“Vorbild-Staat” Singapur im World Report 2012 von Human Rights Watch

Wolfgang Schüssel, ehemaliger österreichischer Bundeskanzler, zählt Singapur zu den “Vorbildstaaten” (“Die Grösse der Kleinen”, Kolumne in der NZZ vom 10. Oktober 2012). Sein Kriterium ist die Competitiveness. – Ein anderes Licht wirft der World Report 2012 von Human Rights Watch auf den ökonomisch erfolgreichen Stadtstaat.


“Criminal Justice System

Singapore’s Internal Security Act (ISA) and Criminal Law (Temporary Provisions) Act permit arrest and virtually unlimited detention of suspects without charge or judicial review. As the Ministry of Home Affairs explained in September 2011, threats such as subversion, espionage, and terrorism keep ISA “relevant.” At least three suspected terrorists were detained in 2011.

The Misuse of Drugs Act permits confinement of suspected drug users in “rehabilitation” centers for up to three years without trial. Second-time offenders face prison terms and may be caned.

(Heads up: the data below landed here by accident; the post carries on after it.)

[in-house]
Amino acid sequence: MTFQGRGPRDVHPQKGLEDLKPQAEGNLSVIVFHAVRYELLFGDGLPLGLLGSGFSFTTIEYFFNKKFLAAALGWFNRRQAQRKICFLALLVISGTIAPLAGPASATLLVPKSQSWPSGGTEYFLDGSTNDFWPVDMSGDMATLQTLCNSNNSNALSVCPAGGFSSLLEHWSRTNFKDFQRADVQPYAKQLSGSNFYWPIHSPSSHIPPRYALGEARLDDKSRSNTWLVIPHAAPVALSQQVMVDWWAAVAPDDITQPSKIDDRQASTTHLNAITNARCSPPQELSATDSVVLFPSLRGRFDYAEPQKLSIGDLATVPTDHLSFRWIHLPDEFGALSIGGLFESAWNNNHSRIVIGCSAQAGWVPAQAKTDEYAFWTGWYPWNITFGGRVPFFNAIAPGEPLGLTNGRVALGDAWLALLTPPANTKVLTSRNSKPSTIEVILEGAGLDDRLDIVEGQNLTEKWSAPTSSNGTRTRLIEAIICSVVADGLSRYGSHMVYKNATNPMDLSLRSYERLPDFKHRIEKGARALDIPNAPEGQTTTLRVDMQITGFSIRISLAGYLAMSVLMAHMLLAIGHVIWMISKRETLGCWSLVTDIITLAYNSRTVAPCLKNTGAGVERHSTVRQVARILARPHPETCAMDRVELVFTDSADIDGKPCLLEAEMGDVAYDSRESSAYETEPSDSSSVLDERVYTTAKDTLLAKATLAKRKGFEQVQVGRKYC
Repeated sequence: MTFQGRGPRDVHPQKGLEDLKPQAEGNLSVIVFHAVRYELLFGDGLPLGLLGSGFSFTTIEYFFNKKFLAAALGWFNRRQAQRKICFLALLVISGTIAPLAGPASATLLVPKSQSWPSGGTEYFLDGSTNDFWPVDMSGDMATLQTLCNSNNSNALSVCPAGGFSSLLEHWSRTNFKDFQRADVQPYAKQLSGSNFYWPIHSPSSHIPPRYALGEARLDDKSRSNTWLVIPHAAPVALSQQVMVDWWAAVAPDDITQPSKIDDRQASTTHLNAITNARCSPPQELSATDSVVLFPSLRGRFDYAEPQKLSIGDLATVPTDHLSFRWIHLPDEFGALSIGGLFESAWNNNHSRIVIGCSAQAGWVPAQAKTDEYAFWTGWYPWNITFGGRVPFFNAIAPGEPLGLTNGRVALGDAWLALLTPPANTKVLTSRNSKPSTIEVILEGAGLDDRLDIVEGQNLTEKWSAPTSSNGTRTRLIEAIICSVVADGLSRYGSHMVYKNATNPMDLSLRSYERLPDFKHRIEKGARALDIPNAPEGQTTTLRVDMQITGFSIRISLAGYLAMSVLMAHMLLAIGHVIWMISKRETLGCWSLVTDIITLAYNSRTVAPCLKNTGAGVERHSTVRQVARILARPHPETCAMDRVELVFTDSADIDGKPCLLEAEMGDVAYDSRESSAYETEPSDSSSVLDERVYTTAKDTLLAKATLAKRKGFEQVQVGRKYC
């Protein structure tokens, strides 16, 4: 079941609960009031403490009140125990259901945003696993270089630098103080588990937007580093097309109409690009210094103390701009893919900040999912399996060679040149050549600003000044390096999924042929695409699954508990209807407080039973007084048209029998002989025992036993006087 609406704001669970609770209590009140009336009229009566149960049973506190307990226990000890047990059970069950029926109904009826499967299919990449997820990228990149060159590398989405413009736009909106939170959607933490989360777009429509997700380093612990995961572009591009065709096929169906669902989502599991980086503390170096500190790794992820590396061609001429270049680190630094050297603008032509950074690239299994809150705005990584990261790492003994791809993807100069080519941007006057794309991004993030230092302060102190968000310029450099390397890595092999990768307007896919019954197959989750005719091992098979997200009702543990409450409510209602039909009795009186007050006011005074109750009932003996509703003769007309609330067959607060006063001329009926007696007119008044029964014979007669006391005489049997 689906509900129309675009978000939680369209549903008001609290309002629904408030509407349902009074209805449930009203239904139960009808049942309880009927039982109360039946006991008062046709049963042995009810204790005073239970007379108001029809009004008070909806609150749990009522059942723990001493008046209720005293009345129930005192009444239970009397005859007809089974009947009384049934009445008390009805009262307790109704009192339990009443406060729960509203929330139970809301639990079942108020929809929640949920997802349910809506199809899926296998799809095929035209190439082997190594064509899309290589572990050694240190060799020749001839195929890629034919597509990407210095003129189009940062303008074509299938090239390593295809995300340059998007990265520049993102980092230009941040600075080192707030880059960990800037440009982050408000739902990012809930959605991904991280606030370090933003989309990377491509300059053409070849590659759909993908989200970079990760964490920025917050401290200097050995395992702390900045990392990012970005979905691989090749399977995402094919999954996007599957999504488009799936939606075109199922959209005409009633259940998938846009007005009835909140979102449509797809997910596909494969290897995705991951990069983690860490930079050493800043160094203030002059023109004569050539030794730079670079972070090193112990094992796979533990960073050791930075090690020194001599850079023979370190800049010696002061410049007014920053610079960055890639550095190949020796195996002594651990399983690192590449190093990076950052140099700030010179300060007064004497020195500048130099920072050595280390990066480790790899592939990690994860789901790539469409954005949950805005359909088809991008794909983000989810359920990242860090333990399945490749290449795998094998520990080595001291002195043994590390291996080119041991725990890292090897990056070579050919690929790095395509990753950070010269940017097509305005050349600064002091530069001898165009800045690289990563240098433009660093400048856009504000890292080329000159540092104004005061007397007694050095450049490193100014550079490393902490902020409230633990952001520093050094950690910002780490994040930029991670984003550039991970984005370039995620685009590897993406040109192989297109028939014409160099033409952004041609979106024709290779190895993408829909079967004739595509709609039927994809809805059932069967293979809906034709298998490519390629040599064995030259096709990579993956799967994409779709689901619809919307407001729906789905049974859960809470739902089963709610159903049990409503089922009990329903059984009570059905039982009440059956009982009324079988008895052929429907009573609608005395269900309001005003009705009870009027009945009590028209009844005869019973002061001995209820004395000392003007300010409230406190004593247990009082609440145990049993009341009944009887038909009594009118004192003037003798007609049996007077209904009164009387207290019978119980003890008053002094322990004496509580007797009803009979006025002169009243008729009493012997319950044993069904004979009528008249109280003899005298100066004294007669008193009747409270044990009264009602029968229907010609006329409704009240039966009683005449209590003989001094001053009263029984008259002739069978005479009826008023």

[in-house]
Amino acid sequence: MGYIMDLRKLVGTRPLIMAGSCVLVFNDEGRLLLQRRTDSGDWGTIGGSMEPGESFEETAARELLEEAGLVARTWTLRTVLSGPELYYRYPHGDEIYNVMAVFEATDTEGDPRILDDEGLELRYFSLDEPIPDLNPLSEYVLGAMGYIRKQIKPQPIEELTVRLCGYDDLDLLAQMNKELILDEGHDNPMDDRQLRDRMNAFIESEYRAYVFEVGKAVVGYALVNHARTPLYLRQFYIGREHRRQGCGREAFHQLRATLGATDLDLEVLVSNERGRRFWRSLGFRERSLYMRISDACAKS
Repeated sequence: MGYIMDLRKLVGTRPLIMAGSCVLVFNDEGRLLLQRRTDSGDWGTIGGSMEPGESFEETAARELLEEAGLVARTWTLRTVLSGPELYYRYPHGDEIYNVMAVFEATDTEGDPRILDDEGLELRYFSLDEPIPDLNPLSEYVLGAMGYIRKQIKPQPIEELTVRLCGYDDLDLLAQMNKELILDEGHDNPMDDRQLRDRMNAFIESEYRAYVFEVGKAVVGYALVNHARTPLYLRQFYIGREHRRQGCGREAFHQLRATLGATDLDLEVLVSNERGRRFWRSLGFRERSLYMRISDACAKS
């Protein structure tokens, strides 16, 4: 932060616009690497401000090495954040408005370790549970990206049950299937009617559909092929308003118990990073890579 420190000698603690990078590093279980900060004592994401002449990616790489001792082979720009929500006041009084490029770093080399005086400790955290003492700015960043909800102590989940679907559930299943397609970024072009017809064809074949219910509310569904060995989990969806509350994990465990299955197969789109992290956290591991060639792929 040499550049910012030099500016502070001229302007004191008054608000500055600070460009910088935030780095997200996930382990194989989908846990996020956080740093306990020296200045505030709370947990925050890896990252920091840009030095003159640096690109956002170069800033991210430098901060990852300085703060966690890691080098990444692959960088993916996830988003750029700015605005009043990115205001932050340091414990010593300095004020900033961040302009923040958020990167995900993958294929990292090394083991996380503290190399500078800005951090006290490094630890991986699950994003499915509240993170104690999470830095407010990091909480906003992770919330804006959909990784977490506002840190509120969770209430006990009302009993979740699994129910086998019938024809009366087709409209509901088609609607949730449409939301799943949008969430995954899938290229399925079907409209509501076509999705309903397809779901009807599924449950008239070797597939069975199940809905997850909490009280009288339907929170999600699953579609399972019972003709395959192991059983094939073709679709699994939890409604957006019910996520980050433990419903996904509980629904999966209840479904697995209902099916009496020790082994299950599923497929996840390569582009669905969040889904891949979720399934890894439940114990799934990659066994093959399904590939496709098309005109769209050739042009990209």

Singapore continued to implement mandatory death sentences for some 20 drug-related offenses in the face of repeated criticism by UN human rights bodies and experts.

Judicial caning, an inherently cruel punishment, is a mandatory additional punishment for medically fit males between 16 and 50-years-old who have been sentenced to prison for a range of crimes including drug trafficking, rape, and immigration offenses. A sentencing official may also, at his discretion, order caning in cases involving some 30 other violent and non-violent crimes. The maximum number of strokes at any one time is 24. The United States State Department reported that in 2010, “3,170 convicted persons were sentenced to judicial caning, and 98.7 percent of caning sentences were carried out.” During its HRC Universal Periodic Review (UPR), Singapore rejected all recommendations designed to eliminate caning.”


“Human Rights Defenders

Human rights defenders in Singapore risk being fined, jailed, bankrupted, and forbidden from traveling outside the country without government approval. At its UPR review, Singapore rejected the suggestion that it accept a visit by the UN special rapporteur on the situation of human rights defenders.”

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